Many thanks to the AAA of Northern California for sending me a concise roundup of all the driving-related state laws kicking in in 2008.
First and foremost is the one that has probably led to more confusion than the last 100 California ballot measures. I confess that just prior to July 1 of this year, I thought we were supposed to go hands-free with the mobile phone or face the consequences (Those would be $20 for the first offense, $50 thereafter, which I suspect for many will considered the cost of doing business).
But, as AAA’s Sean Comey notes, that particular law, along with its no-cell-no-text-no-anything-while-driving-under-18 counterpart passed this year, don’t actually kick in until July 1, 2008. So Californians, gab away, but try to practice with the earpiece occasionally so it won’t be such a shock this summer.
If it helps, I recently got to know a Caltrans road crew that lost one ofits members because someone appeared not to be paying attention. Think about that before texting smileys to your BFFs at 70 mph.
While the hands-free and device-free-kids laws don’t kick in Jan. 1, nearly all of the other new laws do.
Here’s a convenient navigational aid to get you through the New Year’s new transportation laws:
The one that affects Bay Area commuting the most:
SB 976, authored by Tom Torlakson (D-Antioch), creates a San Francisco Bay Area Water Emergency Transportation Authority (WETA). AAA supported the legislation, which will coordinate emergency activities of all water transportation and related facilities within the Bay Area.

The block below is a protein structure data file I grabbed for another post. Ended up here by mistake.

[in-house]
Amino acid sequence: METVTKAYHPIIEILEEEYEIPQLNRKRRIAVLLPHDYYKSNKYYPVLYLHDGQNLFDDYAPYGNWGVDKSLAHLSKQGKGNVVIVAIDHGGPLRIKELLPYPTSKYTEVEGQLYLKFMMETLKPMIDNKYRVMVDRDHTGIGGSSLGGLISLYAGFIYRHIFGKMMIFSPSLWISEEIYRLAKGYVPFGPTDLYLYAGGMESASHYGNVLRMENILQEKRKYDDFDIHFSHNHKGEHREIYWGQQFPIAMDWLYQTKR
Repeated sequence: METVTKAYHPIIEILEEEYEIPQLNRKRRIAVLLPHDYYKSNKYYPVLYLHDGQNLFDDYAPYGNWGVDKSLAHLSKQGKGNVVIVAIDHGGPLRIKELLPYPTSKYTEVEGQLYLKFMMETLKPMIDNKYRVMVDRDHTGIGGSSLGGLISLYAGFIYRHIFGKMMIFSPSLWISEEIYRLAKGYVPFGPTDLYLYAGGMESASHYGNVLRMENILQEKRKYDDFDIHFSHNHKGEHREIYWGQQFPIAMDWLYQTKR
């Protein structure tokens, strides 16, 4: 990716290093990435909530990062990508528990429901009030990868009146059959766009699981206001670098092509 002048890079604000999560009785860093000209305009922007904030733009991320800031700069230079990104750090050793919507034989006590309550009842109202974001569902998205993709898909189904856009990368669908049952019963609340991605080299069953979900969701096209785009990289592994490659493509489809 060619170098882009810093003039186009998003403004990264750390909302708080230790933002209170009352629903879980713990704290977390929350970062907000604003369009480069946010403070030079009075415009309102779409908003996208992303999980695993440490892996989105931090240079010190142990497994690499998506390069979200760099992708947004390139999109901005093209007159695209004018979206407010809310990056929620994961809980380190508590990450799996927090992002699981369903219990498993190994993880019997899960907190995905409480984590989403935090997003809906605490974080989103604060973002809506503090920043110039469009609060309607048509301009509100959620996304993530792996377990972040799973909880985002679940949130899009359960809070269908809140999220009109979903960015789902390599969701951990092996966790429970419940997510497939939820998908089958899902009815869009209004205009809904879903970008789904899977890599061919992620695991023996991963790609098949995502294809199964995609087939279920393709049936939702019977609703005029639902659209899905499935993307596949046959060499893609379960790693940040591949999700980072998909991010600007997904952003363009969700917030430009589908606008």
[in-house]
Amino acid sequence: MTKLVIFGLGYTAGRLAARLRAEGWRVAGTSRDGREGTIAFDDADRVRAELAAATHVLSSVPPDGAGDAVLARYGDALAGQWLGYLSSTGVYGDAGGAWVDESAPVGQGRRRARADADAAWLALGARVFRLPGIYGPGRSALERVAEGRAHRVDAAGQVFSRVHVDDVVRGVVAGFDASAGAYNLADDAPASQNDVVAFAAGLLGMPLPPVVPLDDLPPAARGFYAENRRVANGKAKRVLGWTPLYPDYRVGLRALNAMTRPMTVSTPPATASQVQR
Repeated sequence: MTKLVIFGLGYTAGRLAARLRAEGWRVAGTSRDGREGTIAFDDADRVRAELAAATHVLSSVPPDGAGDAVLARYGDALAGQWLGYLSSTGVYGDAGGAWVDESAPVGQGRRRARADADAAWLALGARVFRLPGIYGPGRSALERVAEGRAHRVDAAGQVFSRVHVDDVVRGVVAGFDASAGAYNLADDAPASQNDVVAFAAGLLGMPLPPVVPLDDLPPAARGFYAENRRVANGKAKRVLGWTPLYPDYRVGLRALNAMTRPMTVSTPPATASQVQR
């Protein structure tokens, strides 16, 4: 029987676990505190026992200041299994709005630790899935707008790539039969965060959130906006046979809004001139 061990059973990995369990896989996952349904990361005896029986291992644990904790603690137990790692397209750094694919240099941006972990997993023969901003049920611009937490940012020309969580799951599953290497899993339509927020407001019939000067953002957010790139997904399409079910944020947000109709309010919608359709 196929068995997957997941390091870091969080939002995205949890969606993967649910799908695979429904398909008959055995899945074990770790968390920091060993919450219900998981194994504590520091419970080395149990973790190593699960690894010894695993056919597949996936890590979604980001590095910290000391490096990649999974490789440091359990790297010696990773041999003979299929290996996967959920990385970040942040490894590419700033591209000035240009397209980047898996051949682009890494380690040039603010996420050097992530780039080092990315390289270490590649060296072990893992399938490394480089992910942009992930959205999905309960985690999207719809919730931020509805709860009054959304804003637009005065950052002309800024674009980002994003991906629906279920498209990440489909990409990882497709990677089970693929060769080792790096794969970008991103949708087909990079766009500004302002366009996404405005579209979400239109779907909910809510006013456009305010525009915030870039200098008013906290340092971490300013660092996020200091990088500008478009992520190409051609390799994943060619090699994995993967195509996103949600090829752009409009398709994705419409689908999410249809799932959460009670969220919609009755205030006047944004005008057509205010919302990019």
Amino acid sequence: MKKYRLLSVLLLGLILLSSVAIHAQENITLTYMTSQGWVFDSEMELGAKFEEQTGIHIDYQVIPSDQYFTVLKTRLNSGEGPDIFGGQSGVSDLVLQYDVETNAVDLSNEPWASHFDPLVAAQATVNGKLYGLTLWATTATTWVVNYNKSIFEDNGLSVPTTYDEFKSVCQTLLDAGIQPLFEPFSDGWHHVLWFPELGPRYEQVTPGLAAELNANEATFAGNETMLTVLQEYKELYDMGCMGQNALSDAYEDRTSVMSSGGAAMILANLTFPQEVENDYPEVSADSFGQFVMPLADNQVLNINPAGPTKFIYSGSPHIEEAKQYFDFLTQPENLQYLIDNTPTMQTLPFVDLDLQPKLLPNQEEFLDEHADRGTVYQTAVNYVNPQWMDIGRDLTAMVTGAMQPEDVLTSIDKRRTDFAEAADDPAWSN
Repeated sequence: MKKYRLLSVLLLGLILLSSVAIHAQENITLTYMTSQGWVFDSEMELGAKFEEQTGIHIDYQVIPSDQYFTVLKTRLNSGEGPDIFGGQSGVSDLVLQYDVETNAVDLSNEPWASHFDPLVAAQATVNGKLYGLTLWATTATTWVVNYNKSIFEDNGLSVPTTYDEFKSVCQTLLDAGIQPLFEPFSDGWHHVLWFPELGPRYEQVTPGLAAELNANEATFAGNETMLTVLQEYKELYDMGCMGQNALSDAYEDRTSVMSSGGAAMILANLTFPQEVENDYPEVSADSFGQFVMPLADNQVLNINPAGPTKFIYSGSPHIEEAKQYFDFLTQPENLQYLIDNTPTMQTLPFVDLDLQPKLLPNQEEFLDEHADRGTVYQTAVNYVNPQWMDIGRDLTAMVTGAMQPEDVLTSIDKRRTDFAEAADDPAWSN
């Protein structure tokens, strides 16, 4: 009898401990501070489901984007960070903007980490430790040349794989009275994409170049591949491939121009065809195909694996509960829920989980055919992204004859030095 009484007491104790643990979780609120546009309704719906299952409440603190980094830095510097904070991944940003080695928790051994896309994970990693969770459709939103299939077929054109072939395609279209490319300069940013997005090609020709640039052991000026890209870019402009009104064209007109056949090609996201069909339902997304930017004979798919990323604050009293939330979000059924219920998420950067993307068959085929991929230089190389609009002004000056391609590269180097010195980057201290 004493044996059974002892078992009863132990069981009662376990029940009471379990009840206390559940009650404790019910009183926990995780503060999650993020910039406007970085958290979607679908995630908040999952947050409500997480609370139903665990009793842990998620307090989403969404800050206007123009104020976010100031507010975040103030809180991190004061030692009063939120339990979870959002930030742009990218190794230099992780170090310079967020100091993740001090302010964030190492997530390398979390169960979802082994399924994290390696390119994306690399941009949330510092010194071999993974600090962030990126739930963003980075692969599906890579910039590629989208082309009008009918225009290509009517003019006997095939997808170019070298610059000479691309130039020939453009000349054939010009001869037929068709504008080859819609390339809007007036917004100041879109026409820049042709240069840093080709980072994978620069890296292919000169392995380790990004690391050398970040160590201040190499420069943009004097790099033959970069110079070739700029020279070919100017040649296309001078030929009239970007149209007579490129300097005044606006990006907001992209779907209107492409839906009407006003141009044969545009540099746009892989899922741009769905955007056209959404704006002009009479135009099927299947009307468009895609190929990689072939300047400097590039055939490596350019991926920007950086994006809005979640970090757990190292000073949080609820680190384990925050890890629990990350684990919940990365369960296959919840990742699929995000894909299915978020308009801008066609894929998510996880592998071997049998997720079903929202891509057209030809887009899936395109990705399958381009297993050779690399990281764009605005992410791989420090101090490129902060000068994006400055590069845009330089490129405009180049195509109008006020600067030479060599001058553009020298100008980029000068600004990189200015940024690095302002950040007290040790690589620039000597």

It also takes local control of the Vallejo and Alameda ferries away from those cities and pumps a quarter-billion clams into expanding ferry service on the Bay.
The MacArthur Maze law:
Under AB 1612, authored by Assemblyman Pedro Nava (D-Santa Barbara), the Biennial Inspection of Terminals program requires a physical inspection of hazardous material commercial vehicle terminals and eliminates an administrative inspection. AAA supported the legislation, which came in response to the accident and subsequent fire caused by a commercial hazmat driver and resulted in destruction of a portion of an East Bay freeway.
I.e., the MacArthur Maze collapse on April 29, because of the blaze fed by a gasoline tanker truck from a company with truck terminals the California Highway Patrol didn’t know existed.
Another locally inspired bill I’ll call the Fast and the Furious law:
SB 67, authored by Senator Don Perata (D-Oakland) and supported by AAA, broadens vehicle impound laws to allow law enforcement to seize a vehicle when arresting a driver for reckless driving, reckless driving in an off-street parking area or exhibition of speed.
Then there’s the law most likely annoy the oil companies:
Under AB 868, authored by Mike Davis (D-Los Angeles), California will begin work on a study of the effects of fuel temperature on consumers. Liquids like gasoline are less dense at higher temperatures, which means consumers may receive less fuel than they have paid for. AAA supports this research to reveal hidden costs to consumers at the pump.
Or how about the fatal DUI = murder law:
AB 808, authored by Assemblywoman Nicole Parra, (D-Hanford), requires applicants for a driver’s license or license renewal to sign a declaration that states if they drive under the influence of alcohol or drugs and someone is killed as a result, they can be charged with murder. AAA supported the legislation which will now allow a prosecutor the option to charge a first-time offender with second degree murder in a fatal DUI case.